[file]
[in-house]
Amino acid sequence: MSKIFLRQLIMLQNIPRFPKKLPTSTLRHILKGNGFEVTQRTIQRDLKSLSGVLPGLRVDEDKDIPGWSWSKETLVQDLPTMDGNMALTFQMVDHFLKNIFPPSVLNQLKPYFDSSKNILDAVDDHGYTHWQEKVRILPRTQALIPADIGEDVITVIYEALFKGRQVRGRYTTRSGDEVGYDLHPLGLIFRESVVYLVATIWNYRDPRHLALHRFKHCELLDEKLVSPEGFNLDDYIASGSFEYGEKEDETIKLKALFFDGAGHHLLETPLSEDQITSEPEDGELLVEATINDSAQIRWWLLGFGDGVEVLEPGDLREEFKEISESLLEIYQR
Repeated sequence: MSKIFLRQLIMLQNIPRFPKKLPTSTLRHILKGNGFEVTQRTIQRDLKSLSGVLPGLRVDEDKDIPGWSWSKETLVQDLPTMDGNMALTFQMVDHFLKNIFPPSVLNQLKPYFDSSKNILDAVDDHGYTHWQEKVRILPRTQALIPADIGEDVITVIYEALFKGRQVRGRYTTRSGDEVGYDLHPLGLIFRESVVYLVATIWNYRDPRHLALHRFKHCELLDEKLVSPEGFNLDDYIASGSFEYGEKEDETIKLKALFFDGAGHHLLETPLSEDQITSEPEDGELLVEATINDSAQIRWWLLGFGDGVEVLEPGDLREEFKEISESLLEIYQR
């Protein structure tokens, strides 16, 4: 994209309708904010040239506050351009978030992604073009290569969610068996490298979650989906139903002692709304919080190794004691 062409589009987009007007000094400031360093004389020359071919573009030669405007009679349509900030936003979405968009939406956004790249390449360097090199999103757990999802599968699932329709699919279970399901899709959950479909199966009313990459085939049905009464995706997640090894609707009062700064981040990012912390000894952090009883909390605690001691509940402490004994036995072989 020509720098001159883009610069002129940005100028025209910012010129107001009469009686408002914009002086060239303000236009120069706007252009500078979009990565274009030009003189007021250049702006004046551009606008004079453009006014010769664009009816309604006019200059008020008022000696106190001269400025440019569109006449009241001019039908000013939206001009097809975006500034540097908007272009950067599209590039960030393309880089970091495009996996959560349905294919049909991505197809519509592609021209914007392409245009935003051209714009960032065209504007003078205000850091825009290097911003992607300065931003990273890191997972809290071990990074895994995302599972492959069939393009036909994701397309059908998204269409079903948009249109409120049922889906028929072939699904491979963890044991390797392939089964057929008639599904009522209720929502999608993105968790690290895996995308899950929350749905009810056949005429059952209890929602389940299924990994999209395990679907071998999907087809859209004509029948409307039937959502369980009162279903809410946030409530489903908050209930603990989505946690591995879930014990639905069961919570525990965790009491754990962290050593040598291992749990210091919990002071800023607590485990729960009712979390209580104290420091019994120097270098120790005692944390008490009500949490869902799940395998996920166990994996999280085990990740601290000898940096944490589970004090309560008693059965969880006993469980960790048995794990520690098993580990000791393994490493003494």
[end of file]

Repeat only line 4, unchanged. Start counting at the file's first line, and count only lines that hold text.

């Protein structure tokens, strides 16, 4: 994209309708904010040239506050351009978030992604073009290569969610068996490298979650989906139903002692709304919080190794004691 062409589009987009007007000094400031360093004389020359071919573009030669405007009679349509900030936003979405968009939406956004790249390449360097090199999103757990999802599968699932329709699919279970399901899709959950479909199966009313990459085939049905009464995706997640090894609707009062700064981040990012912390000894952090009883909390605690001691509940402490004994036995072989 020509720098001159883009610069002129940005100028025209910012010129107001009469009686408002914009002086060239303000236009120069706007252009500078979009990565274009030009003189007021250049702006004046551009606008004079453009006014010769664009009816309604006019200059008020008022000696106190001269400025440019569109006449009241001019039908000013939206001009097809975006500034540097908007272009950067599209590039960030393309880089970091495009996996959560349905294919049909991505197809519509592609021209914007392409245009935003051209714009960032065209504007003078205000850091825009290097911003992607300065931003990273890191997972809290071990990074895994995302599972492959069939393009036909994701397309059908998204269409079903948009249109409120049922889906028929072939699904491979963890044991390797392939089964057929008639599904009522209720929502999608993105968790690290895996995308899950929350749905009810056949005429059952209890929602389940299924990994999209395990679907071998999907087809859209004509029948409307039937959502369980009162279903809410946030409530489903908050209930603990989505946690591995879930014990639905069961919570525990965790009491754990962290050593040598291992749990210091919990002071800023607590485990729960009712979390209580104290420091019994120097270098120790005692944390008490009500949490869902799940395998996920166990994996999280085990990740601290000898940096944490589970004090309560008693059965969880006993469980960790048995794990520690098993580990000791393994490493003494």